Friday, June 22, 2012
BELIEF IN DREAMS (MIMPI) BY Revd. WILLIAM HOWELL
From the earliest times dreams were regarded as presaging the woes or foretelling the joys or good fortune of mankind. It was looked upon as almost impious to disregard a vision or dream for they were supposed to be sent by the Celestial Power for the guidance of man, and as such belief lingers even now amongst educated persons in civilized countries, how much more should we expect to find it among the uncivilized barbarians. So the lives of the Dyaks are strongly influenced by such hallucinations, dreams being looked upon by them as either the imperative commands of the gods or else warnings sent by them presaging good or evil, and their daily life and pursuits are necessarily guided by them to a great extent.
We look upon a dream as a slight and ill arranged action of the thinking faculties during a state of partial sleep.The dream or thought is merely a momentary impression perfectly natural in its operation, the state of mind which causes it being produced by temporary functional derangement, the stomach being usually more or less out of order, and no dreams can take place during a sound sleep.
The Dyaks affirm that the gods or spirits are instrumental in bringing about dreams and one can only come to the conclusion that they are not aware that they or their imaginations constitute their gods.
The following are instances of the effect of dreams on the Dyaks:—
1. If a medicine man (manang) has a dream ordering him to change his sex he must do so at once as in the case of Manang Bali in the chapter of Manang.
2. It often happens that when Dyaks are accused of theft their defence is that they are the recipients of imperative commands from the gods. Once a man was fined six times for theft and he announced that he intended to steal once more in order to complete the number of times ordered by the gods, as after the last theft he would be a wealthy man.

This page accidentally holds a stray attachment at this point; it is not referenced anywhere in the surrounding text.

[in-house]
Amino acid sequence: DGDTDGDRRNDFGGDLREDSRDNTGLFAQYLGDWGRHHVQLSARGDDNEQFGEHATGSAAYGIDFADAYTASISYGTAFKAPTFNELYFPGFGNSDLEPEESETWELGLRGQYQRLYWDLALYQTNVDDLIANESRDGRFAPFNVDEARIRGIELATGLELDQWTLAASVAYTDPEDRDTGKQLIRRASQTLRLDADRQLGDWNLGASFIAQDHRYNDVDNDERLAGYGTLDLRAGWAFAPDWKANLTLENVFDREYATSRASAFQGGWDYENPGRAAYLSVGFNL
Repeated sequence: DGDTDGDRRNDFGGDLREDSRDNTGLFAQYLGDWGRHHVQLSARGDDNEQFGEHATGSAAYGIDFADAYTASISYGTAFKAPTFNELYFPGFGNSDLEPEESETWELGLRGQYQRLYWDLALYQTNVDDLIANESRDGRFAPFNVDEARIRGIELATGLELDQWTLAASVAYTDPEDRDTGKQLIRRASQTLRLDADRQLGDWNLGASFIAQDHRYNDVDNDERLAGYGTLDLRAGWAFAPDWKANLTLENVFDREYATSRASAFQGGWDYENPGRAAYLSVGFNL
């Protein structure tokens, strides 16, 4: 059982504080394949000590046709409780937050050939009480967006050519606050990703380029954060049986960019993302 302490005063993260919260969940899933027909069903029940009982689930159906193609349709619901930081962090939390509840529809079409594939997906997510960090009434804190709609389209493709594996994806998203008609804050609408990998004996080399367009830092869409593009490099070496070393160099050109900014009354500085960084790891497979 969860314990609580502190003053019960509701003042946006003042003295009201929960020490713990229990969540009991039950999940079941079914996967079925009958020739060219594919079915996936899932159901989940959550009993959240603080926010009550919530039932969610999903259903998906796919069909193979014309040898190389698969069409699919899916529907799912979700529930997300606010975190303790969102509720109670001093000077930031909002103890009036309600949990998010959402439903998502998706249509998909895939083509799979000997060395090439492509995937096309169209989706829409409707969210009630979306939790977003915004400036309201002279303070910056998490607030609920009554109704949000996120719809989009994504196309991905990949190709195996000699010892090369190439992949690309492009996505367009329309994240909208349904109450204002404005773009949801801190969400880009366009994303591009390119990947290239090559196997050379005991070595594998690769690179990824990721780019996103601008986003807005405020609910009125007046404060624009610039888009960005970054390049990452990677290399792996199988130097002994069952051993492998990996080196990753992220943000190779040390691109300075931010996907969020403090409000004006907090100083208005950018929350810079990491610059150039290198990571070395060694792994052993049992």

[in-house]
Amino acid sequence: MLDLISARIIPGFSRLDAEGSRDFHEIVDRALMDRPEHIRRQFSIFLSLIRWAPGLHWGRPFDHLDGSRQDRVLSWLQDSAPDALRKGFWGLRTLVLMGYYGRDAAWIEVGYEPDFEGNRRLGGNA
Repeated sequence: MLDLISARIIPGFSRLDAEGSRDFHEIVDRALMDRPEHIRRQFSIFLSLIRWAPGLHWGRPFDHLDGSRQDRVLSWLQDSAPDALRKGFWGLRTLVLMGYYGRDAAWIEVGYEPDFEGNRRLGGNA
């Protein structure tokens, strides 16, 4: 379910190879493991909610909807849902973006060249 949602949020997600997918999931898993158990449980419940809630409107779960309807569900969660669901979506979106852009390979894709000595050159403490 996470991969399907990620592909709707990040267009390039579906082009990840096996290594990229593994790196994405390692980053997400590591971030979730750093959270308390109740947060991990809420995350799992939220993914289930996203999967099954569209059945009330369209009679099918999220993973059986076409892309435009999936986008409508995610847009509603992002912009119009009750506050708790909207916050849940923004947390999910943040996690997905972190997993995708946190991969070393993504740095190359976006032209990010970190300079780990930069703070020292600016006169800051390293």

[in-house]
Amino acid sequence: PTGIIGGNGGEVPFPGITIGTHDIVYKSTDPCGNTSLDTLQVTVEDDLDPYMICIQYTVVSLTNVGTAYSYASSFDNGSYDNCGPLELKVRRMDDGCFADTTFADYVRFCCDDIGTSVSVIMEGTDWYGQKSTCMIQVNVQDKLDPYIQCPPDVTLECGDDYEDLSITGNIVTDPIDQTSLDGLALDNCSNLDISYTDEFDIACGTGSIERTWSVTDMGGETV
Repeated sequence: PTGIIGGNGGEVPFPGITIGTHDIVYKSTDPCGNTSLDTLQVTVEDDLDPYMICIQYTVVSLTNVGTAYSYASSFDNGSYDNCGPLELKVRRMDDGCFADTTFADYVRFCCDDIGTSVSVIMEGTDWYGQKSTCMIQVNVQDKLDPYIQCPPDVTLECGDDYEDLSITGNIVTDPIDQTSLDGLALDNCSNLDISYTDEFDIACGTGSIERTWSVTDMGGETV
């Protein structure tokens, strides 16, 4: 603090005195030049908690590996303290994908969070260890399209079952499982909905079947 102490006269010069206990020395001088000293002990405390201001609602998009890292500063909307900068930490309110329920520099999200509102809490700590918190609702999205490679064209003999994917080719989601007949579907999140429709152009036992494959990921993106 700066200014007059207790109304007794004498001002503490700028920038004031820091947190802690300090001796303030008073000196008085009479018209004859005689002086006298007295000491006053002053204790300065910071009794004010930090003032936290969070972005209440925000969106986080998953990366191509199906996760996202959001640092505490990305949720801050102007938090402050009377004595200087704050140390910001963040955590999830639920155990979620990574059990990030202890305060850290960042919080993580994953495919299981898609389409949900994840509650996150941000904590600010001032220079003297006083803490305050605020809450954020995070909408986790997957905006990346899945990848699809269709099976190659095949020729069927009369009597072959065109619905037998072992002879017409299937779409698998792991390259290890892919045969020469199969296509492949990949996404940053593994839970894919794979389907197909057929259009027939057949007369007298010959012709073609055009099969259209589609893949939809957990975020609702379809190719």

3. A woman was known to have committed adultery several times, saying that it was not her fault as she was only carrying out the instructions of the gods conveyed to her in dreams, and should she fail to do so she would come to an untimely end or else become a raving lunatic.
4. Newly married couples often divorce as the result of bad dreams, and the same reason is put forward to account for the breaking of engagements or pledges.
5. Cases are known of Christian Dyaks turning apostates and of heathens being converted as the result of dreams.
6. If dreams are often the cause of houses being deserted and of farming lands already cleared being given up. It is not at all rare to hear either a man or woman relating a dream to the effect that the spirits have told them that they are hungry and are in want of food, with the result that the whole house at once organizes a feast with offerings for the spirits.I think that I have said enough to show what effect dreams have on all transactions amongst Dyaks, and though this subject would fill many volumes it is more or less confused, and I may draw my conclusion that the Dyak belief in both dreams and omens is most detrimental to the teaching of Christianity and that it is important to teach them to disregard both of these.